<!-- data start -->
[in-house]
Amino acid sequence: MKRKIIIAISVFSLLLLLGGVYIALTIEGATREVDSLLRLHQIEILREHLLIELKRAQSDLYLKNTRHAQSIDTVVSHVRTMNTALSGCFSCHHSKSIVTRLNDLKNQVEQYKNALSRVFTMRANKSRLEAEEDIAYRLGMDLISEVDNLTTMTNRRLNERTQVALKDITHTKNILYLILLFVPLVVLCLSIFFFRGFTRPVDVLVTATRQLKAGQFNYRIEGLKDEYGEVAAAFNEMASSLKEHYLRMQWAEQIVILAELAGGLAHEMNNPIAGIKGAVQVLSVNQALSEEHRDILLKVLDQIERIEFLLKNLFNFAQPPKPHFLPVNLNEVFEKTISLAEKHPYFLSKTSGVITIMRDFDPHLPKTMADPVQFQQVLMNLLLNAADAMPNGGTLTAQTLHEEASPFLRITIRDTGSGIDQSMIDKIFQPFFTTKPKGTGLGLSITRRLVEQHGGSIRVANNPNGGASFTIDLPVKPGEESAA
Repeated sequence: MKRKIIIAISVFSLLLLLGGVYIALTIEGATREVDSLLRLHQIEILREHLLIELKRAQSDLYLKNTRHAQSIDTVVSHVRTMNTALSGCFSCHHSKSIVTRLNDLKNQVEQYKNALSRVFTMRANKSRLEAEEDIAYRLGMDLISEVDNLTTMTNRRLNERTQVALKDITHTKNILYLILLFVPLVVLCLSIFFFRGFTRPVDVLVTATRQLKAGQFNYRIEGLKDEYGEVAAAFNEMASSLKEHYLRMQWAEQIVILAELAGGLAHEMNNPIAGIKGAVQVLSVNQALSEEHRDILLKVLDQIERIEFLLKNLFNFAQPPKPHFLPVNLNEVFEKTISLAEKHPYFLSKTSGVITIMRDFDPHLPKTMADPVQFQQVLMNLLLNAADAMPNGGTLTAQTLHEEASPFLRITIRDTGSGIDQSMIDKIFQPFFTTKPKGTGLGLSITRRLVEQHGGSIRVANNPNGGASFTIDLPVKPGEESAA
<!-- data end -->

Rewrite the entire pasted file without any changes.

[in-house]
Amino acid sequence: MKRKIIIAISVFSLLLLLGGVYIALTIEGATREVDSLLRLHQIEILREHLLIELKRAQSDLYLKNTRHAQSIDTVVSHVRTMNTALSGCFSCHHSKSIVTRLNDLKNQVEQYKNALSRVFTMRANKSRLEAEEDIAYRLGMDLISEVDNLTTMTNRRLNERTQVALKDITHTKNILYLILLFVPLVVLCLSIFFFRGFTRPVDVLVTATRQLKAGQFNYRIEGLKDEYGEVAAAFNEMASSLKEHYLRMQWAEQIVILAELAGGLAHEMNNPIAGIKGAVQVLSVNQALSEEHRDILLKVLDQIERIEFLLKNLFNFAQPPKPHFLPVNLNEVFEKTISLAEKHPYFLSKTSGVITIMRDFDPHLPKTMADPVQFQQVLMNLLLNAADAMPNGGTLTAQTLHEEASPFLRITIRDTGSGIDQSMIDKIFQPFFTTKPKGTGLGLSITRRLVEQHGGSIRVANNPNGGASFTIDLPVKPGEESAA
Repeated sequence: MKRKIIIAISVFSLLLLLGGVYIALTIEGATREVDSLLRLHQIEILREHLLIELKRAQSDLYLKNTRHAQSIDTVVSHVRTMNTALSGCFSCHHSKSIVTRLNDLKNQVEQYKNALSRVFTMRANKSRLEAEEDIAYRLGMDLISEVDNLTTMTNRRLNERTQVALKDITHTKNILYLILLFVPLVVLCLSIFFFRGFTRPVDVLVTATRQLKAGQFNYRIEGLKDEYGEVAAAFNEMASSLKEHYLRMQWAEQIVILAELAGGLAHEMNNPIAGIKGAVQVLSVNQALSEEHRDILLKVLDQIERIEFLLKNLFNFAQPPKPHFLPVNLNEVFEKTISLAEKHPYFLSKTSGVITIMRDFDPHLPKTMADPVQFQQVLMNLLLNAADAMPNGGTLTAQTLHEEASPFLRITIRDTGSGIDQSMIDKIFQPFFTTKPKGTGLGLSITRRLVEQHGGSIRVANNPNGGASFTIDLPVKPGEESAA